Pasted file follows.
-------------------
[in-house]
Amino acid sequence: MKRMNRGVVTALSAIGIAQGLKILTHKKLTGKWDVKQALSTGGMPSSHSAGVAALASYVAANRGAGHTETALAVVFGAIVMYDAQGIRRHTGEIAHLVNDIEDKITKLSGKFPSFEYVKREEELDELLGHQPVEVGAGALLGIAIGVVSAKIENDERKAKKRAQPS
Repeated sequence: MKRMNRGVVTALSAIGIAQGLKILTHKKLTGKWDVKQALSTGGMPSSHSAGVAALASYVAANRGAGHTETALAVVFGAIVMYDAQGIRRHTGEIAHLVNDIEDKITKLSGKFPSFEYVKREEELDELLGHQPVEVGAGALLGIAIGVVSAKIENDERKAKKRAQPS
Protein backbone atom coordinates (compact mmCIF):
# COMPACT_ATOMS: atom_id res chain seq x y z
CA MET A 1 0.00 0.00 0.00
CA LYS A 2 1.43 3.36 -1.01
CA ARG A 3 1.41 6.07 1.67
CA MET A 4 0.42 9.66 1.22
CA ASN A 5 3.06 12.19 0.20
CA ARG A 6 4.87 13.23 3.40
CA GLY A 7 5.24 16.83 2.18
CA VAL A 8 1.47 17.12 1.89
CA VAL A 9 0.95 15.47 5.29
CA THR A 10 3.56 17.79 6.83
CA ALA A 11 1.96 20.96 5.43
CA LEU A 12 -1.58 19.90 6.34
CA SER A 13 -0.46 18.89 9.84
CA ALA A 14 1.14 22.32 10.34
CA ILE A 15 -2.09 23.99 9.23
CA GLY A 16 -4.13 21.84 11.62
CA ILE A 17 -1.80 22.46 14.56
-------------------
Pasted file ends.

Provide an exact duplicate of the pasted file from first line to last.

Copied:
[in-house]
Amino acid sequence: MKRMNRGVVTALSAIGIAQGLKILTHKKLTGKWDVKQALSTGGMPSSHSAGVAALASYVAANRGAGHTETALAVVFGAIVMYDAQGIRRHTGEIAHLVNDIEDKITKLSGKFPSFEYVKREEELDELLGHQPVEVGAGALLGIAIGVVSAKIENDERKAKKRAQPS
Repeated sequence: MKRMNRGVVTALSAIGIAQGLKILTHKKLTGKWDVKQALSTGGMPSSHSAGVAALASYVAANRGAGHTETALAVVFGAIVMYDAQGIRRHTGEIAHLVNDIEDKITKLSGKFPSFEYVKREEELDELLGHQPVEVGAGALLGIAIGVVSAKIENDERKAKKRAQPS
Protein backbone atom coordinates (compact mmCIF):
# COMPACT_ATOMS: atom_id res chain seq x y z
CA MET A 1 0.00 0.00 0.00
CA LYS A 2 1.43 3.36 -1.01
CA ARG A 3 1.41 6.07 1.67
CA MET A 4 0.42 9.66 1.22
CA ASN A 5 3.06 12.19 0.20
CA ARG A 6 4.87 13.23 3.40
CA GLY A 7 5.24 16.83 2.18
CA VAL A 8 1.47 17.12 1.89
CA VAL A 9 0.95 15.47 5.29
CA THR A 10 3.56 17.79 6.83
CA ALA A 11 1.96 20.96 5.43
CA LEU A 12 -1.58 19.90 6.34
CA SER A 13 -0.46 18.89 9.84
CA ALA A 14 1.14 22.32 10.34
CA ILE A 15 -2.09 23.99 9.23
CA GLY A 16 -4.13 21.84 11.62
CA ILE A 17 -1.80 22.46 14.56